Of the instantaneous position of the destination is located in the bearing line ( bearing ). To get there, the angle between the bearing and the track, i.e. the course deviation ( turn ), must be reduced to zero.

In the past it was extremely difficult to determine the way over the ground and thus your own location. Today GPS receivers record tracks in real time anywhere on earth.

GPS direction indicator for course (red) and bearing (green). North is up. Alignment along the orientation of the aircraft from the graphic above.

Designations, see drawing above:

Course ( Course , Desired track , DTK )
The planned route from the starting point ( Origin ) to the destination ( Destination );
Path over ground ( Track , TRK , Course over Ground , COG )
Actual distance covered, track on the ground;
Bearing ( Bearing )
Connection line from the current position to the destination;
Orientation ( Heading )
Orientation of the vehicle;
Lateral deviation from the target course ( Off Course , Crosstrack distance , Crosstrack error , XTK )
Distance between planned and current course;
Course deviation (TKE, Turn )
Angle between bearing and track, i.e. the deviation from the target relative to the distance covered; Since it is now possible to record the track continuously, the turn can be controlled to zero and a bearing course can be kept continuously;
Heading error angle ( Track (error) angle , TKE )
Angle between the planned course and the path over the ground (track);
Drift angle ( drift angle , DA )
Angle between path over ground and orientation. If TKE = 0, the angle is also called the windward angle (WCA) .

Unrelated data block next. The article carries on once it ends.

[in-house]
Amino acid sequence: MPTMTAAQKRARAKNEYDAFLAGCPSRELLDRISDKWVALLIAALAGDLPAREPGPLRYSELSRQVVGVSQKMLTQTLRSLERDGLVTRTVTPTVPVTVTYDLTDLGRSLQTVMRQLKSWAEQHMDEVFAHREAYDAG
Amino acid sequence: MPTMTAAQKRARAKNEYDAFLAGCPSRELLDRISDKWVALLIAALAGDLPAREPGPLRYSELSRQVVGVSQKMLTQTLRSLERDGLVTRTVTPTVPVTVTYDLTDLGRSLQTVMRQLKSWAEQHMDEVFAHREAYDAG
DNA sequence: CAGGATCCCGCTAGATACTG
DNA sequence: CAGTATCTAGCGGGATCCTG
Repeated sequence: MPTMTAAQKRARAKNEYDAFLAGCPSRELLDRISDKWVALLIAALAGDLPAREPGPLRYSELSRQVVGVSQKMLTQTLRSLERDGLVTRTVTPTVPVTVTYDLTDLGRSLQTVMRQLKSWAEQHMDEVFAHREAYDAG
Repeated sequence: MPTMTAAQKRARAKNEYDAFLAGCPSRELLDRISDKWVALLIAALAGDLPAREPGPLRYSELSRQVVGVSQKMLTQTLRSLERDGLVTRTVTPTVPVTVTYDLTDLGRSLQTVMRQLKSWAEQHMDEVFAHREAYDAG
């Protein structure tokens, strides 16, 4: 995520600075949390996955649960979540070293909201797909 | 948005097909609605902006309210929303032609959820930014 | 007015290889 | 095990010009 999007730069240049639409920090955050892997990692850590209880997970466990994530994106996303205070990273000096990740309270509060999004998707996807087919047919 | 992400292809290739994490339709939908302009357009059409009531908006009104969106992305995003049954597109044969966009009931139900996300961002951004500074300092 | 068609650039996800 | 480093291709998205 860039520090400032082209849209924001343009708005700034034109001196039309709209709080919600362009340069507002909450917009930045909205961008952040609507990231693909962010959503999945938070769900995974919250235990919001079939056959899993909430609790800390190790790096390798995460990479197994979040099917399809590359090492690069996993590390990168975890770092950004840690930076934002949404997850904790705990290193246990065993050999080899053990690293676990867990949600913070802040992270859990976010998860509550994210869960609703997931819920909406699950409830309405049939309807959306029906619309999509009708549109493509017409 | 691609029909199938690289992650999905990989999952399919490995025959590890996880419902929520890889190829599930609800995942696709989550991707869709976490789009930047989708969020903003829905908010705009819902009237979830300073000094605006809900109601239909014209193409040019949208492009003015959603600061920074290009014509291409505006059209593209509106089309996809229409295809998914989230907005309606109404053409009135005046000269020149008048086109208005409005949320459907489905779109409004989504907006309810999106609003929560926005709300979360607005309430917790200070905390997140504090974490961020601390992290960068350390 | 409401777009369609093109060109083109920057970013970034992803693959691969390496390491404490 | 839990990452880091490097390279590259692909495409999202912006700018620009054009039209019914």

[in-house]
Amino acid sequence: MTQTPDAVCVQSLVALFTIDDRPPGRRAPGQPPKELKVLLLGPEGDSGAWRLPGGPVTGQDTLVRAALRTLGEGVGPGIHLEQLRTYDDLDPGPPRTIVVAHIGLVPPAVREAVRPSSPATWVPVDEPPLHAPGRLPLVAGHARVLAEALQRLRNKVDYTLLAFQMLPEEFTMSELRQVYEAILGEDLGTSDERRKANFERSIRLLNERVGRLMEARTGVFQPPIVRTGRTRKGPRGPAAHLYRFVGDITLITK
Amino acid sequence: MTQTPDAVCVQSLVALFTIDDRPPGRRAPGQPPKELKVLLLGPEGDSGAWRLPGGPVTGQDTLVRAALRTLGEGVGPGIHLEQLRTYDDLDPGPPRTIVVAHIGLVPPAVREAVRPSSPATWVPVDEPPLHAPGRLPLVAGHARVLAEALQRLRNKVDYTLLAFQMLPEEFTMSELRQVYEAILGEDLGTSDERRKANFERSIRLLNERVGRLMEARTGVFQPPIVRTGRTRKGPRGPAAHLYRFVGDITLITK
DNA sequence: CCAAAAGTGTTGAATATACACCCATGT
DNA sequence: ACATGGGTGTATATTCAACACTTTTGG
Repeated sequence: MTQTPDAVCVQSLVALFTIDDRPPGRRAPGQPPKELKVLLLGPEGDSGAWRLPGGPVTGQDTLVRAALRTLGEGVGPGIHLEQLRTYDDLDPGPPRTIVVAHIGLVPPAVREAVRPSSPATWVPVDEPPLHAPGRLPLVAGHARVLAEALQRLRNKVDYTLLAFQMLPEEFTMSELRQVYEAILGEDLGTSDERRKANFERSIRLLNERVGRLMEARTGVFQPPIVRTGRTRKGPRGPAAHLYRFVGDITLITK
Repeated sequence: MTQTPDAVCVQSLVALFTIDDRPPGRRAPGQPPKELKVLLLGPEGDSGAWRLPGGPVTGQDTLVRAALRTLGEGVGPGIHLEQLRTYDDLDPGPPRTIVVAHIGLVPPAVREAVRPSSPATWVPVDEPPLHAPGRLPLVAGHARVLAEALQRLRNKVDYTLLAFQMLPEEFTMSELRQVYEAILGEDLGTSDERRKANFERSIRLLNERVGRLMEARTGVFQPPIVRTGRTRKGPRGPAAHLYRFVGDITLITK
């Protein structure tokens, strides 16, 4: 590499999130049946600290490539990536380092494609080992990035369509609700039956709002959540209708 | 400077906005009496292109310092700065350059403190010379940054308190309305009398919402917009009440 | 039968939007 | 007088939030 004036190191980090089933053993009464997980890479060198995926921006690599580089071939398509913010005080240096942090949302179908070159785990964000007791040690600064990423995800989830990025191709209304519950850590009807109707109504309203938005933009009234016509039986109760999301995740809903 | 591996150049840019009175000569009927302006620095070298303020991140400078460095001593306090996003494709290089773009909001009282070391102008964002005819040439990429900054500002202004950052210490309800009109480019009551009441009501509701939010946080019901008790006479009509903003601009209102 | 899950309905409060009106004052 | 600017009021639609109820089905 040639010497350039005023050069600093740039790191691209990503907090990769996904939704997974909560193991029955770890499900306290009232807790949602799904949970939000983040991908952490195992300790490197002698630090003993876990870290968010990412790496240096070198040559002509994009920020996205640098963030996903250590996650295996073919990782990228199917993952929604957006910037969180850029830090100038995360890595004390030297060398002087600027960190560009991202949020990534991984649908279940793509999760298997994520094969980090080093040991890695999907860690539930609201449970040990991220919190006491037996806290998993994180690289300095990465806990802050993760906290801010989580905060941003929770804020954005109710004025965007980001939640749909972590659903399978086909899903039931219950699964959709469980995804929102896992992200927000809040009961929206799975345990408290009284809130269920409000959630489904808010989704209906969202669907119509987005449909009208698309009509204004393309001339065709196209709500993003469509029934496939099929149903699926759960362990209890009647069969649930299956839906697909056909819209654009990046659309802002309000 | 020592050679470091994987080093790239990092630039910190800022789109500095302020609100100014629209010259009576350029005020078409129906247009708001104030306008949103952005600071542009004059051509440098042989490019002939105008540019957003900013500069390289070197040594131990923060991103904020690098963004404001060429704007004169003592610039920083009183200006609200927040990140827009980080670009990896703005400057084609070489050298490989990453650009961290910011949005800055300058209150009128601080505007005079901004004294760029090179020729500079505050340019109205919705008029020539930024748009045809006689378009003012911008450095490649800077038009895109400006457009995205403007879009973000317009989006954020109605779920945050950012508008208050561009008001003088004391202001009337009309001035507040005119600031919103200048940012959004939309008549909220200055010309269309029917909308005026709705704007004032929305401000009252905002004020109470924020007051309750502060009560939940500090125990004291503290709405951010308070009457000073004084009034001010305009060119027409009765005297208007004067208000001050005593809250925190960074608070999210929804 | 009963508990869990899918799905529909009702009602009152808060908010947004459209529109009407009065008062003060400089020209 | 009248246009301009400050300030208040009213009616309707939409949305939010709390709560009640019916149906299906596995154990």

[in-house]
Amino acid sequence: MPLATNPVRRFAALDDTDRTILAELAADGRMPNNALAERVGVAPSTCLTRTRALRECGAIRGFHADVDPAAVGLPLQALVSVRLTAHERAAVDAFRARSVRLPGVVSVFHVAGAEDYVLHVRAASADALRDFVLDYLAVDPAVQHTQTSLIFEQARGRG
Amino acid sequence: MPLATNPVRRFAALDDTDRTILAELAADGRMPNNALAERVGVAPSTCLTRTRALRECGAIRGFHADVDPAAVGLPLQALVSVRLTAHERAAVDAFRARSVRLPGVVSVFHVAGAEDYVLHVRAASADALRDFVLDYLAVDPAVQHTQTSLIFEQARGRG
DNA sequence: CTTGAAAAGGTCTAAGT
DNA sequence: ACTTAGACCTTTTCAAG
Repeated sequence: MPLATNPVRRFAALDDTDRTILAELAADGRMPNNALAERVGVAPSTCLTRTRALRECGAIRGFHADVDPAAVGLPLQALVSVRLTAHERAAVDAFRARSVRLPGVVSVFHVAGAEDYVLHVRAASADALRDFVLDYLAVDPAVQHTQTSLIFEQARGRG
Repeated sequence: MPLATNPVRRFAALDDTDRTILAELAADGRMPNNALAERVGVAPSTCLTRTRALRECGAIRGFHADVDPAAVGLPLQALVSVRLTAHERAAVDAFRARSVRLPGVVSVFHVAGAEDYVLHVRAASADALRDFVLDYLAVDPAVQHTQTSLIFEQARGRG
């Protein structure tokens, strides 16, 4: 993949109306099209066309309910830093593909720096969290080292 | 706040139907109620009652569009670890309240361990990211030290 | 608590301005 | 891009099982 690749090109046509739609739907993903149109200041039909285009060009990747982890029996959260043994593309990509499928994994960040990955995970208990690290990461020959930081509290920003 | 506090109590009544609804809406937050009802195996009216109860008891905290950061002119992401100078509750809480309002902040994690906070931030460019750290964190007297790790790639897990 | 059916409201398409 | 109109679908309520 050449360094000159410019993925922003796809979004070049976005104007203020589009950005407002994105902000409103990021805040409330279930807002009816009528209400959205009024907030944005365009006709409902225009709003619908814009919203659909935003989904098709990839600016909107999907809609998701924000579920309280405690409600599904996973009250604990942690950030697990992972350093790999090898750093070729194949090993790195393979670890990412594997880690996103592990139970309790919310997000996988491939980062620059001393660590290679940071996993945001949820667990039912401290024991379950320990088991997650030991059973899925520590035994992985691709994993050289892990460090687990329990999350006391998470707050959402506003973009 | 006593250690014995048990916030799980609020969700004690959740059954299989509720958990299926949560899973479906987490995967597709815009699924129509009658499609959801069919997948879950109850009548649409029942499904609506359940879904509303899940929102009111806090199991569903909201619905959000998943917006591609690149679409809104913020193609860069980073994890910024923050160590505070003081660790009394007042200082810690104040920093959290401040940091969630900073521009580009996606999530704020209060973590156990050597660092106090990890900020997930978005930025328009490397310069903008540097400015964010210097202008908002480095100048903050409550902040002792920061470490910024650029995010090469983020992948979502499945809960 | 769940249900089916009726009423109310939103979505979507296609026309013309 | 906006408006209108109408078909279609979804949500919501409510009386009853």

The graphic shows the direction indicators of a GPS receiver in the aircraft from the graphic above. The lateral distance of the interrupted course arrow (red) correlates with the lateral deviation. The green arrow shows the bearing, the outer frame the orientation of the aircraft. North is up.

Derived quantities

Course and speed determine further parameters:

  • Speed (Engl. Above ground speed over ground SOG): Speed relative to the earth's surface.
  • VMG, and vector velocity (Engl. Velocity Made Good VMG): effective speed to target
  • Time to destination (Engl. Estimated time elapsed ETE): estimated time to reach the destination
  • Estimated time of arrival (Engl. Estimated time of arrival ETA)

Speed ​​terms and gauges

In aviation, the speed through the surrounding air is referred to as travel , in seafaring the analogue speed is referred to as travel through the water (FdW), but the speed on the earth's surface is referred to as travel over ground (FüG). The airspeed is measured with the airspeed indicator . The log or log of a ship is used to roughly determine the journey through the water .

The ship maintains an exact straight course

More course terms

Especially for wind-driven boats there are - practically without meaning for navigation - different systems of terms under the designation course towards the wind . The wind direction perceived on the earth's surface is defined as the reference direction for (fast) ice sailors . In the case of (slow) sailing vehicles, on the other hand, there is currently (2007) the tradition of using the direction of the "apparent" wind felt on the vehicle, which is composed of meteorological wind and airflow through vector addition, as the reference direction. In this context, one of the most well-known terms in practice is that of "keeping course", which means something like "adhering to or steering a given course exactly" (nautical instruction to the helmsman: "right so" or in English "steady" ). The term “stay on course” applies equally to aviation and shipping.

See also